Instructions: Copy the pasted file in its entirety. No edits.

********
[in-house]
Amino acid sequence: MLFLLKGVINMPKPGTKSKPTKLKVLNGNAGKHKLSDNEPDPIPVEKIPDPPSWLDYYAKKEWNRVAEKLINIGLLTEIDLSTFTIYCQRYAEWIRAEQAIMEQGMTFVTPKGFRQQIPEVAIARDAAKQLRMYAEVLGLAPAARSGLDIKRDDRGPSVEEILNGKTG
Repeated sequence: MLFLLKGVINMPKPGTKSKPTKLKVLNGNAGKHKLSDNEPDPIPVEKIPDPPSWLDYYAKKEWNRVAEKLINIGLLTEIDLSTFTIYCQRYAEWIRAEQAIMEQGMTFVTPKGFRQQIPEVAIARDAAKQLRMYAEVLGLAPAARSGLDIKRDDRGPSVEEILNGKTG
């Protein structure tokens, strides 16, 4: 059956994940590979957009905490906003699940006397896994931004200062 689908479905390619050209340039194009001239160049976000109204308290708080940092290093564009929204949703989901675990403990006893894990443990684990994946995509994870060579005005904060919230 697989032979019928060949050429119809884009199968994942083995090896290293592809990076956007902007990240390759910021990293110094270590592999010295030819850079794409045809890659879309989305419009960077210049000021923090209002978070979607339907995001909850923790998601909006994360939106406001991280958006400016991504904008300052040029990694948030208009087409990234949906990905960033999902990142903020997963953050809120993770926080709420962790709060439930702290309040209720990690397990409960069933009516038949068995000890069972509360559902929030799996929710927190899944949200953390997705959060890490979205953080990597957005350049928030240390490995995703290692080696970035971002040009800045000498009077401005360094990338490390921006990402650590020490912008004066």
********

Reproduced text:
[in-house]
Amino acid sequence: MLFLLKGVINMPKPGTKSKPTKLKVLNGNAGKHKLSDNEPDPIPVEKIPDPPSWLDYYAKKEWNRVAEKLINIGLLTEIDLSTFTIYCQRYAEWIRAEQAIMEQGMTFVTPKGFRQQIPEVAIARDAAKQLRMYAEVLGLAPAARSGLDIKRDDRGPSVEEILNGKTG
Repeated sequence: MLFLLKGVINMPKPGTKSKPTKLKVLNGNAGKHKLSDNEPDPIPVEKIPDPPSWLDYYAKKEWNRVAEKLINIGLLTEIDLSTFTIYCQRYAEWIRAEQAIMEQGMTFVTPKGFRQQIPEVAIARDAAKQLRMYAEVLGLAPAARSGLDIKRDDRGPSVEEILNGKTG
């Protein structure tokens, strides 16, 4: 059956994940590979957009905490906003699940006397896994931004200062 689908479905390619050209340039194009001239160049976000109204308290708080940092290093564009929204949703989901675990403990006893894990443990684990994946995509994870060579005005904060919230 697989032979019928060949050429119809884009199968994942083995090896290293592809990076956007902007990240390759910021990293110094270590592999010295030819850079794409045809890659879309989305419009960077210049000021923090209002978070979607339907995001909850923790998601909006994360939106406001991280958006400016991504904008300052040029990694948030208009087409990234949906990905960033999902990142903020997963953050809120993770926080709420962790709060439930702290309040209720990690397990409960069933009516038949068995000890069972509360559902929030799996929710927190899944949200953390997705959060890490979205953080990597957005350049928030240390490995995703290692080696970035971002040009800045000498009077401005360094990338490390921006990402650590020490912008004066």